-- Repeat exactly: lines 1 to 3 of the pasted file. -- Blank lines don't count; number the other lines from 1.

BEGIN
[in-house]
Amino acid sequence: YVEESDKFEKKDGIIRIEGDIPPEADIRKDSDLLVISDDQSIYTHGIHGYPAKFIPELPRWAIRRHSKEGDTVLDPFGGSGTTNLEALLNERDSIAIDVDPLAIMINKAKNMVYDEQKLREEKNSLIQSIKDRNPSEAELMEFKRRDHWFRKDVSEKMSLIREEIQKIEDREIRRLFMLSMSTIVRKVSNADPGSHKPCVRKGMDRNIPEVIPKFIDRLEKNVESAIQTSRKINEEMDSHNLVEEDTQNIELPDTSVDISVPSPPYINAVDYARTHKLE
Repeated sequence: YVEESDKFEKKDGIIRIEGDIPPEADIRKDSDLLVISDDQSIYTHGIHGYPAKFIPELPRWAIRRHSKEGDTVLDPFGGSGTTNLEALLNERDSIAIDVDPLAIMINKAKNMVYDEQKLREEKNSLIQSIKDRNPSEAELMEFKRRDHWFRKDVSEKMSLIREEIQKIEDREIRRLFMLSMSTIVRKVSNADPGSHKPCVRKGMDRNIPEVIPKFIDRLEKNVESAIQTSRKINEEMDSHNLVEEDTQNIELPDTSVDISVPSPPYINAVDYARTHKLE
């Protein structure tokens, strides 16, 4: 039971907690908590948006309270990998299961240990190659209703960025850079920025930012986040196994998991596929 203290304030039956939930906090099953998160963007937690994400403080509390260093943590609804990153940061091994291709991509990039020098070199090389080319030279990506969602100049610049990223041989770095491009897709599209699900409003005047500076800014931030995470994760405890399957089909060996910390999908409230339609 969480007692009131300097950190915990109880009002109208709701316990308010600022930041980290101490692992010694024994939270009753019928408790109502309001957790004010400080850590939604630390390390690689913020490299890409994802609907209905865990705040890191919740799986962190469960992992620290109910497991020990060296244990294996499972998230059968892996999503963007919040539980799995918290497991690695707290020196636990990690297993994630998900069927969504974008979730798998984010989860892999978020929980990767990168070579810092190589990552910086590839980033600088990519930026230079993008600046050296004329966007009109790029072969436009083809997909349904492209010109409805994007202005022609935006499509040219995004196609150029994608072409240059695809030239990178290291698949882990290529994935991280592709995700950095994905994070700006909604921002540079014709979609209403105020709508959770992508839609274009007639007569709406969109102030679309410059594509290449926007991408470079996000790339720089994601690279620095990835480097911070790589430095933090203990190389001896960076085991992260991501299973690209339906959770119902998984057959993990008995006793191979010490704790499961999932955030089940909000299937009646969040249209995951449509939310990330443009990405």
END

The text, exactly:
[in-house]
Amino acid sequence: YVEESDKFEKKDGIIRIEGDIPPEADIRKDSDLLVISDDQSIYTHGIHGYPAKFIPELPRWAIRRHSKEGDTVLDPFGGSGTTNLEALLNERDSIAIDVDPLAIMINKAKNMVYDEQKLREEKNSLIQSIKDRNPSEAELMEFKRRDHWFRKDVSEKMSLIREEIQKIEDREIRRLFMLSMSTIVRKVSNADPGSHKPCVRKGMDRNIPEVIPKFIDRLEKNVESAIQTSRKINEEMDSHNLVEEDTQNIELPDTSVDISVPSPPYINAVDYARTHKLE
Repeated sequence: YVEESDKFEKKDGIIRIEGDIPPEADIRKDSDLLVISDDQSIYTHGIHGYPAKFIPELPRWAIRRHSKEGDTVLDPFGGSGTTNLEALLNERDSIAIDVDPLAIMINKAKNMVYDEQKLREEKNSLIQSIKDRNPSEAELMEFKRRDHWFRKDVSEKMSLIREEIQKIEDREIRRLFMLSMSTIVRKVSNADPGSHKPCVRKGMDRNIPEVIPKFIDRLEKNVESAIQTSRKINEEMDSHNLVEEDTQNIELPDTSVDISVPSPPYINAVDYARTHKLE